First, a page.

'I hope for more work:' Undocumented immigrants thrilled to find jobs amid pandemic

FILE ART - A member of the San Francisco Day Labor program paints a wall. (Francisco Herrera)

For the last three weeks, Jose, a 54-year-old undocumented immigrant living in San Francisco, has not had any income. 

He was depressed, worried about how he was going to send money back to Mexico and kicked out of MSC South shelter because nearly 100 people tested positive for coronavirus there. The 8,250 hotel rooms the city promised aren't open for people like him. That left him to sleep on a cardboard box on the sidewalk.

But this week, as the retail sector cracked open a bit, Jose, who asked that his last name not be used, was hired to move a woman's furniture.

Coronavirus quarantine is becoming catastrophic for undocumented immigrants

"Muy contento," he said.

"I'm very happy that I found work," he continued, speaking in Spanish through a translator. "I now have money to send to my family. This is very important." 

There are roughly 3 million undocumented immigrants in California. 

In the Bay Area, there are an estimated 240,000 undocumented residents — about 5.3 percent of the region’s total population — living in San Francisco, Oakland and Hayward, according to a first-of-its-kind report by the Pew Research Center in 2019. 

San Francisco and San Jose are among 20 metropolitan regions with the largest populations of undocumented residents in the United States, the report also found. 

Immigrants without work find themselves sleeping on San Francisco streets

And while there are 4.1 million Californians who have already filed for unemployment claims and the U.S. unemployment rate is 14.7%, those without the proper paperwork and legal status are in a unique economic predicament. 

The $2 trillion CARES Act gives most taxpayers unemployment benefits and up to $1,200 in cash payments. But none of that money is available for undocumented immigrants. 

"We have been left out," Jose said. 

To ease the pain a bit, Gov. Gavin Newsom established a $125 million fund for 150,000 undocumented immigrants in mid-April. But none of that money has been distributed. 

Q&A: The status of California's $125M undocumented immigrant fund


FILE ART- A man who works with the San Francisco Day Labor program hauls a cabinet.

In the meantime, nonprofits have been raising money to help.

But what's even more important than accepting grant money for people like Jose is finding work.

Tonya Turner is happy to employ people like him and other undocumented immigrants.

She ended up hiring Marcos Saul Aurora Gonzalez of El Salvador, who has been sleeping on a street corner in San Francisco for the last week or so.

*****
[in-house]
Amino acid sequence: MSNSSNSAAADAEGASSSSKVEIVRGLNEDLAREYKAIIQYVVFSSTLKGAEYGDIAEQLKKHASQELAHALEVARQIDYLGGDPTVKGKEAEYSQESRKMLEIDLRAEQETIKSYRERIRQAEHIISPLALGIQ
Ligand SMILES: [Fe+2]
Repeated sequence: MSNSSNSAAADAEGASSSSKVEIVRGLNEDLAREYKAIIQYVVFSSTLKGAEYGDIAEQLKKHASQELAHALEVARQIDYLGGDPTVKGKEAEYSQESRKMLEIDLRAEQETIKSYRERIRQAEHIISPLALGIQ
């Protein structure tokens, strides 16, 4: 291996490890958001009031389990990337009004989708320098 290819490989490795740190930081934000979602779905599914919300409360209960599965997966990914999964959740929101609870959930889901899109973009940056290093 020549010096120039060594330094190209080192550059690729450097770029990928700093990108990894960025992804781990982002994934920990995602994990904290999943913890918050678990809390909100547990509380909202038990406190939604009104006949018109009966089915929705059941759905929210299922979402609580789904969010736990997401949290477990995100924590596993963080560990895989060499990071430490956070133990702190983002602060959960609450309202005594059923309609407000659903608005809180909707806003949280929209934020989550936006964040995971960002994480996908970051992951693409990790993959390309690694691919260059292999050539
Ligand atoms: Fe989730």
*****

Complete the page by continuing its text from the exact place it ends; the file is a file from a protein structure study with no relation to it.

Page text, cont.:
Gonzalez and Jose are both members of the San Francisco Day Labor Program, which matches day laborers with neighbors who need odd jobs done.  She first learned of his story from KTVU.  

About 10 people have found jobs in the last week, said Francisco Herrera. He is co-director of the San Francisco Day Labor Program and Women’s Collective, a program of Dolores Street Community Services.

Typically this time of year, Herrera said up to 100 people would have found jobs. 

On Tuesday, Turner paid Gonzalez to go grocery shopping for her and her mother. Both are medically frail and do not want to go outside. 

"He was so honest," Turner said. "We paid him for three hours. But because he did the shopping in half the time, he returned the money." 

Turner said she considers herself fortunate and wants to help those "most negatively impacted by the Trump administration. We can't run our city without them." 

Newsom: California unemployment hours extended; $125M fund for undocumented immigrants

Jose is willing to do almost any type of work to help San Francisco run. He wants to stop getting meals at food banks and asking friends if he can borrow a dollar or two. 

And while he's been very concerned about his finances, he said his mood has been upbeat since he found work for two days this week.

"I feel pretty good," he said. "I'm physically well. And I'm trying to get enough sleep, even though it's hard being in a sleeping bag and lying on a cardboard box. But it's just really important to be strong so that when I wake up, I can search for work." 

IF YOU'RE INTERESTED: In hiring a worker from the San Francisco Day Labor Program and Women's Collective call 415-252-5375. More information about the programs can be found here. You can also donate to Fighting for our Workers (or any of the groups listed below.) You can also email Louis Legowsky at the program at sfdlp@3358@gmail.com. 


Fighting for our Workers 

East Oakland DREAMers


OURFund Oakland 


Mission Families Relief Fund

Dolores Street Community Services

Lisa Fernandez is a reporter for KTVU. Email Lisa at lisa.fernandez@foxtv.com or call her at 510-874-0139. Or follow her on Twitter @ljfernandez